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Park district studies facility for youthful adventure

Rock-climbing wall, indoor skate park, laser tag could be offered by 2014


Note: This story was amended to clarify that the Adventure Recreation Center will be paid for exclusively with borrowed funds and to reflect the correct amount of interest payments THPRD is projected to make over 10 years.

Tualatin Hills Park and Recreation District officials envision a proposed Adventure Recreation Center — featuring amenities such as a rock-climbing wall an indoor skateboard park — as enture-oriented teens and young adults.

The proposed 18,000-square-foot center — which could open by spring 2014 — would be divided into two distinct sections, one featuring a rock-climbing wall and bouldering course, a flexible sport court flooring to accommodate laser tag, batting cages and adult big wheels. The second, 6,000-square-foot section would be configured for an indoor skate park, according to the district’s proposed budget for fiscal year 2013-14.

Catering to the 15- to 30-year-olds in the district, the facility would likely involve the district leasing and remodeling an existing, centrally located structure.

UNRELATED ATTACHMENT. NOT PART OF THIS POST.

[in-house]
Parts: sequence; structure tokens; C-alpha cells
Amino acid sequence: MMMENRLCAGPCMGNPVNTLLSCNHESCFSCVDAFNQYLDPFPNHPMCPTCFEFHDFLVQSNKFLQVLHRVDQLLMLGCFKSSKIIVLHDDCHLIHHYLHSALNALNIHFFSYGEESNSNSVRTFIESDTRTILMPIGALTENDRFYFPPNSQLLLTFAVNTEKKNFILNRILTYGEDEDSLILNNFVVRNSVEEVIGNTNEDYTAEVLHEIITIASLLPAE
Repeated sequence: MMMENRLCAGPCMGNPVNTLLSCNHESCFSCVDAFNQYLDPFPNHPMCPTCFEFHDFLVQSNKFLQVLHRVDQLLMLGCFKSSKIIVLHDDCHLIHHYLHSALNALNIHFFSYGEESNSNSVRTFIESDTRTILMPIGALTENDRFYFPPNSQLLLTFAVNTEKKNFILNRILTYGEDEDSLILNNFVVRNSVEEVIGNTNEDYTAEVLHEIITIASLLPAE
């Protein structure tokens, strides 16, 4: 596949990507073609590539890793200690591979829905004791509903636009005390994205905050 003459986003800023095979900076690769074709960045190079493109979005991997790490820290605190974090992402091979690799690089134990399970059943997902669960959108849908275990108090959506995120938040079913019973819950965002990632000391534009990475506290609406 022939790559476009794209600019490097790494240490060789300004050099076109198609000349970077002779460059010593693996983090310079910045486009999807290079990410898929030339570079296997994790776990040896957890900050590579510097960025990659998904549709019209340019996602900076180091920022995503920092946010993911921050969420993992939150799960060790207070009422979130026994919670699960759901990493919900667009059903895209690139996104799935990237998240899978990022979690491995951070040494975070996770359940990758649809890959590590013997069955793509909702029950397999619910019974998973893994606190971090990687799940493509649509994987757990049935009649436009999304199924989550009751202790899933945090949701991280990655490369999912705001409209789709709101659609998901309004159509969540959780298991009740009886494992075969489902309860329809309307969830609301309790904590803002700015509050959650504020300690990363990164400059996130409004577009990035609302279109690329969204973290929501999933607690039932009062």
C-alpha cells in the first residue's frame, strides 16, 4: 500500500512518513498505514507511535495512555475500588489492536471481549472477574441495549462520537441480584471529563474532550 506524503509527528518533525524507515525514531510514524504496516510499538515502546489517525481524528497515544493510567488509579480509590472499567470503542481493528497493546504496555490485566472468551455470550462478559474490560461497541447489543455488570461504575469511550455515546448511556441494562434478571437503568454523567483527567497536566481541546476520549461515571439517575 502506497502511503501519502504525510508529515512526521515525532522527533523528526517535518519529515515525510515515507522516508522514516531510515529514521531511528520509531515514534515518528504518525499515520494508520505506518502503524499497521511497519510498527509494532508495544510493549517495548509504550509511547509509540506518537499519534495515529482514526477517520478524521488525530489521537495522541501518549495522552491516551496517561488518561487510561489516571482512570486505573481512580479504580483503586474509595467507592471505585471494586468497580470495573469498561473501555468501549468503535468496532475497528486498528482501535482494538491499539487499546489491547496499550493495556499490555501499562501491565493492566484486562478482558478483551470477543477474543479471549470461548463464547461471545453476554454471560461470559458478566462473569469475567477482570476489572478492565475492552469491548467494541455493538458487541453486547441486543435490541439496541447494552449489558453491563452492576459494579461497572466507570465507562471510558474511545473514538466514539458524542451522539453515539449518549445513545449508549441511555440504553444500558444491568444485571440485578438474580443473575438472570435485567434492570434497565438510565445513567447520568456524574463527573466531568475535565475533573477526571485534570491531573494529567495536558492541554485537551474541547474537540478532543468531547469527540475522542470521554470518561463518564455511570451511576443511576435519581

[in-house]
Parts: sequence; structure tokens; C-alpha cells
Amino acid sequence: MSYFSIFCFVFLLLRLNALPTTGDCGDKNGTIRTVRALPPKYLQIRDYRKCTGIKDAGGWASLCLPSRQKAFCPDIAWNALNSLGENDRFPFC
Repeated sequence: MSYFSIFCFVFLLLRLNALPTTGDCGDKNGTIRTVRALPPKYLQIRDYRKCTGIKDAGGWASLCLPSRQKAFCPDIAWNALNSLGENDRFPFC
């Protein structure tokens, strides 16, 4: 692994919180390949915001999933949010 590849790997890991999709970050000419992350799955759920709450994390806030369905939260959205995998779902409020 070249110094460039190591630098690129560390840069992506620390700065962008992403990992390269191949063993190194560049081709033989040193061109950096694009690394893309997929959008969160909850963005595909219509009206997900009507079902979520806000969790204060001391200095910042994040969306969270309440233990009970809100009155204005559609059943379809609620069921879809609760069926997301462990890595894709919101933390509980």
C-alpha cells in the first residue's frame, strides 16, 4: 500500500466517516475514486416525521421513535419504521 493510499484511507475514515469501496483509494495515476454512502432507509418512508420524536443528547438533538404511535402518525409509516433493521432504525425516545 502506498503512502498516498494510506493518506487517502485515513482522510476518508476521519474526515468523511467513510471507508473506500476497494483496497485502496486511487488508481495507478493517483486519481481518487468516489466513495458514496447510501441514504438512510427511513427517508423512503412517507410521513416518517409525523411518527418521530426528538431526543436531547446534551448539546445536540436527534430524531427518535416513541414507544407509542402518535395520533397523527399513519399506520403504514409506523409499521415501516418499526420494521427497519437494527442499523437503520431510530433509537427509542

Park district officials are studying the proposed center’s feasibility based on market research and factors such as demand for the planned services and activities, analysis of existing service providers, site locations and the ability to accommodate other amenities.

Considered an “enterprise operation” in the district’s proposed budget, financing would derive from borrowed money rather than the $100 million bond measure voters passed in 2008 or other taxpayer sources. The budget proposal calls for the district borrowing $382,474 to lease, renovate and equip an appropriate facility, with $104,334 going to interest payments over 10 years.

“This is another example of our proactive efforts to serve all aspects of our community in creative yet fiscally responsible ways,” said Keith Hobson, the district’s director of business and facilities. “We are excited to do more research on this proposal and see where it leads.”

Hobson presented an outline of the project to the district’s Budget Committee during a Monday evening work session.

The Adventure Recreation Center would help fulfill a goal of the district’s comprehensive plan, which calls for quality sports and recreation facilities and programs for district residents and “workers of all ages, cultural backgrounds, abilities and income levels,” according to the plan’s Goal No. 2.

To monitor work toward this goal, district officials track registration numbers for classes and activities, including participants’ demographic information.

“Based on this, we asked an employee leadership team to identify ways to increase participation in the 15- to 30-year-old demographic, which we believe is currently underserved by district programs,” Hobson said.

No specific locations for the center, which the proposed budget indicates could generate $661,616 in the upcoming fiscal year, have been identified.

“Our market research and analysis of existing providers will help narrow down our location,” Hobson said.




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